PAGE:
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Apple’s Restriction of Employee Slacking Likely Unlawful
Despite Apple’s stated policy of prohibiting employees from creating Slack channels that are not business-related, it has allowed the creation of channels for employees to discuss gaming, their pets, and even to trade “dad jokes.”
Does Apple’s action violate the National Labor Relations Act (“NLRA”)? Probably. Generally speaking, Section 7 of the NLRA allows employees to engage in “concerted activities” for “mutual aid or protection.” Employees engage in concerted activities whenever they band together to address work-related issues. Section 8(a)(1) makes it unlawful for an employer to interfere in such concerted activities. It is long-accepted that discussing compensation is protected concerted activity, and employers therefore bar employees from doing so, regardless of whether they are represented by a union. So Apple employees’ efforts to discuss their wages for the purpose of addressing the gender pay gap will in all likelihood be treated as concerted activity.
But is Apple required to allow its employees to use its property (its Slack network) for this purpose? Perhaps. The National Labor Relations Board (“NLRB”) is practically famous for flip-flopping its rulings on important issues whenever a new party takes control of the White House. The NLRB has flip-flopped three times since 2007 on the issue of whether an employer can prohibit the use of its equipment such as computer systems for concerted activity. Most recently, the NLRB’s 2019 Caesar’s Entertainment decision held that an employer’s property right in its equipment takes precedence over employees’ right to engage in concerted activity. Caesar’s Entertainment left two exceptions: 1) employers cannot target concerted activity; and 2) employees must have a reasonable alternative means of communication available to them.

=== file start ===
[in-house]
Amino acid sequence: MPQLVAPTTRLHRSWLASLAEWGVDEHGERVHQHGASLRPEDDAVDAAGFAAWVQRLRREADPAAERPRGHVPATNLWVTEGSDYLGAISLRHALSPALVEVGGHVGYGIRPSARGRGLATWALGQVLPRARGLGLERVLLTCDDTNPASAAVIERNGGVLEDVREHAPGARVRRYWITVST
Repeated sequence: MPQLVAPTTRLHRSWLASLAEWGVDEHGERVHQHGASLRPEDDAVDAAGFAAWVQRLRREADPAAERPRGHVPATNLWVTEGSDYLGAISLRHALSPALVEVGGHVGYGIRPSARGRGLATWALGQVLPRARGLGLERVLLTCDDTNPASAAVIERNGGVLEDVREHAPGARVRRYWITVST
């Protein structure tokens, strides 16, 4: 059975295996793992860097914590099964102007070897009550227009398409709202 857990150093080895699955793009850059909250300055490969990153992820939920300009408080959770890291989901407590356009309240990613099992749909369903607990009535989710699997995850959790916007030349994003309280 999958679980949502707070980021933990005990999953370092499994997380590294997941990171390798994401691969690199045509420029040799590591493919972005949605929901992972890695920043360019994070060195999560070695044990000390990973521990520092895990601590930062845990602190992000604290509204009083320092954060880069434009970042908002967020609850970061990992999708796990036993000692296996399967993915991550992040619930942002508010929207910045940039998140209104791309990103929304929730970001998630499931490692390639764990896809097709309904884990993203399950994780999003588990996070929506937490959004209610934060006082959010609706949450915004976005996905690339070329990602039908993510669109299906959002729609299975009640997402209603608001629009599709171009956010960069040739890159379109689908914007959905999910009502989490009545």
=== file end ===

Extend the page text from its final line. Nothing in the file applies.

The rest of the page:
While Apple’s stated policy of prohibiting Slack channels that are not business-related is most likely permissible under Caesar’s Entertainment, banning the pay equity channel while allowing channels about pets and dad jokes arguably targets concerted activity in exactly the manner prohibited by Caesar’s Entertainment. It is a general principle of employment discrimination law that the unwritten policies an employer actually enforces control over written but unenforced policies. It is also difficult to imagine any legitimate reason that the pay equity channel burdens Apple’s right to control its computer systems any more than a channel about gaming. Employers should also beware that the Biden-era NLRB may be looking for an opportunity to overturn Caesar’s Entertainment and reinstate its Obama-era Purple Communications decision that allowed employees to engage in concerted activity on company computer systems unless the employer demonstrated special circumstances.
The information contained in this publication should not be construed as legal advice, is not a substitute for legal counsel, and should not be relied on as such. For legal advice or answers to specific questions, please contact one of our attorneys.